If you'd like to learn more about the park's history, park your rig at the Nature Center and check out the wildlife historical exhibits located throughout the center. You can walk around the exhibits and learn what three habitats call Cheesequake State Park their home. Plus, you can learn about the Native American and early colonization that took place in the area. The Nature Center is open seven days a week from Memorial Day through Labor Day. During the off-season, it's opening hours change to Wednesday through Sunday.
Cheesequake State Park is a great place to find those awesome freshwater fish. With trout, largemouth bass, catfish, and sunfish abound, any enthusiastic fisherman will be in heaven here. New Jersey fishing guidelines do apply and a fishing license is required. These licenses may be purchased online. If you want to try something a little different you can also go crabbing by accessing the Crabbing Bridge near the lake's parking area.
Those rugged hiking boots you decided to throw in the RV will come in handy along any of the five trails at Cheesequake State Park. They range from one-and-a-half miles to three-and-a-half miles and vary in their level of difficulty. The White Trial is a multi-use trial for both hiking and mountain biking and is two miles long. Other trail lengths in the park include the Yellow Trail, the Red Trail, the two-mile-long Blue Trail, and the three-mile-long Green Trail. Pets are not permitted on the trails.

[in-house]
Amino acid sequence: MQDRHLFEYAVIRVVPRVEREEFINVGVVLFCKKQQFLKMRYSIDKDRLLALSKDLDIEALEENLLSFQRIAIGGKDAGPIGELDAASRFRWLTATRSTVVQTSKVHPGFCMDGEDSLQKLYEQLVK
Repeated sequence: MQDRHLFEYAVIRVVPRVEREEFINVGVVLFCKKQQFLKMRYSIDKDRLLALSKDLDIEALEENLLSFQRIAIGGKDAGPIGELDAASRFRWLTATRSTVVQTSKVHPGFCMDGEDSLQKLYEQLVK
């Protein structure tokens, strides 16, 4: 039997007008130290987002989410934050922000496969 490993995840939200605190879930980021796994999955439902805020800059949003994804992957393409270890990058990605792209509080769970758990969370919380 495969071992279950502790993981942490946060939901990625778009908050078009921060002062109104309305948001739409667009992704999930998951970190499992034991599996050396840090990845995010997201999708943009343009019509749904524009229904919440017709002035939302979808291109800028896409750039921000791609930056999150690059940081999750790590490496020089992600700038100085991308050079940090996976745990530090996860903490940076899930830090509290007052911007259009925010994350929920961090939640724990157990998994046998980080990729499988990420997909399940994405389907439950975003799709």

Located only 14 miles from Cheesequake State Park is the highly informative Thomas Edison Center. Developed to honor Thomas A. Edison and educate the public about his accomplishments, Mr. Edison worked from the site where the center now is way back in the 1870s. The two-room museum features include original artifacts and interpretive exhibits showcasing some of Edison’s major inventions that occurred in the area. You also have the option of walking the grounds to see the foundations of Edison’s office and library building. The Thomas Edison Center is open all year round.